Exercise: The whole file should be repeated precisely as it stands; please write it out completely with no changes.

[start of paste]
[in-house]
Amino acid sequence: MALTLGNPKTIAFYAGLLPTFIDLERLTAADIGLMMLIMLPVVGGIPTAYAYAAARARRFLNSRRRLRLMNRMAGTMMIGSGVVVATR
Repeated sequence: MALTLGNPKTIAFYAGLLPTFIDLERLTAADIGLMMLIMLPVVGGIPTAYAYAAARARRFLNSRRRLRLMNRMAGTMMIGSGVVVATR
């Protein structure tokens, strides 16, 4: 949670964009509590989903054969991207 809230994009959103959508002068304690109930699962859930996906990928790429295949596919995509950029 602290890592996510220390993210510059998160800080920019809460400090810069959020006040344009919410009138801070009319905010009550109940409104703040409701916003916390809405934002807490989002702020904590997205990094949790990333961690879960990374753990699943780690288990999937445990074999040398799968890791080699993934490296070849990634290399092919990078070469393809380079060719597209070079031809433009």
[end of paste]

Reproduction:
[in-house]
Amino acid sequence: MALTLGNPKTIAFYAGLLPTFIDLERLTAADIGLMMLIMLPVVGGIPTAYAYAAARARRFLNSRRRLRLMNRMAGTMMIGSGVVVATR
Repeated sequence: MALTLGNPKTIAFYAGLLPTFIDLERLTAADIGLMMLIMLPVVGGIPTAYAYAAARARRFLNSRRRLRLMNRMAGTMMIGSGVVVATR
């Protein structure tokens, strides 16, 4: 949670964009509590989903054969991207 809230994009959103959508002068304690109930699962859930996906990928790429295949596919995509950029 602290890592996510220390993210510059998160800080920019809460400090810069959020006040344009919410009138801070009319905010009550109940409104703040409701916003916390809405934002807490989002702020904590997205990094949790990333961690879960990374753990699943780690288990999937445990074999040398799968890791080699993934490296070849990634290399092919990078070469393809380079060719597209070079031809433009």